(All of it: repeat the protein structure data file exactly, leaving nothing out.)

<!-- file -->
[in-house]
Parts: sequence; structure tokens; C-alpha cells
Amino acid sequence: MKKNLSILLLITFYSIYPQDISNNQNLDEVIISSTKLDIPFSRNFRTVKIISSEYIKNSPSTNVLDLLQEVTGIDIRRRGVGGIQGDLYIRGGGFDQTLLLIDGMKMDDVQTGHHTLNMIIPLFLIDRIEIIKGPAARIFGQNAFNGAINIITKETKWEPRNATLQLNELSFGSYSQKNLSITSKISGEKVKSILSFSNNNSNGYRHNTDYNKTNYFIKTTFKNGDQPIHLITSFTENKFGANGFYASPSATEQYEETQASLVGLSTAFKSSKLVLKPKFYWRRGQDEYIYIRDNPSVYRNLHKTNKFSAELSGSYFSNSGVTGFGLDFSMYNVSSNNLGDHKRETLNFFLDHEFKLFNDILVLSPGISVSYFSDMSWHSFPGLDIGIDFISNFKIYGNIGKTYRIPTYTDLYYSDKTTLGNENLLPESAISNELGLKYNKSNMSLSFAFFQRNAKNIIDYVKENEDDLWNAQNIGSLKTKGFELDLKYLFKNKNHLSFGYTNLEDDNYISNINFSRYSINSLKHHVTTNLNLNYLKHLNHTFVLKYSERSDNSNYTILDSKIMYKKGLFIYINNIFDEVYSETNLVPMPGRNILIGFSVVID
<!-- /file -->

[in-house]
Parts: sequence; structure tokens; C-alpha cells
Amino acid sequence: MKKNLSILLLITFYSIYPQDISNNQNLDEVIISSTKLDIPFSRNFRTVKIISSEYIKNSPSTNVLDLLQEVTGIDIRRRGVGGIQGDLYIRGGGFDQTLLLIDGMKMDDVQTGHHTLNMIIPLFLIDRIEIIKGPAARIFGQNAFNGAINIITKETKWEPRNATLQLNELSFGSYSQKNLSITSKISGEKVKSILSFSNNNSNGYRHNTDYNKTNYFIKTTFKNGDQPIHLITSFTENKFGANGFYASPSATEQYEETQASLVGLSTAFKSSKLVLKPKFYWRRGQDEYIYIRDNPSVYRNLHKTNKFSAELSGSYFSNSGVTGFGLDFSMYNVSSNNLGDHKRETLNFFLDHEFKLFNDILVLSPGISVSYFSDMSWHSFPGLDIGIDFISNFKIYGNIGKTYRIPTYTDLYYSDKTTLGNENLLPESAISNELGLKYNKSNMSLSFAFFQRNAKNIIDYVKENEDDLWNAQNIGSLKTKGFELDLKYLFKNKNHLSFGYTNLEDDNYISNINFSRYSINSLKHHVTTNLNLNYLKHLNHTFVLKYSERSDNSNYTILDSKIMYKKGLFIYINNIFDEVYSETNLVPMPGRNILIGFSVVID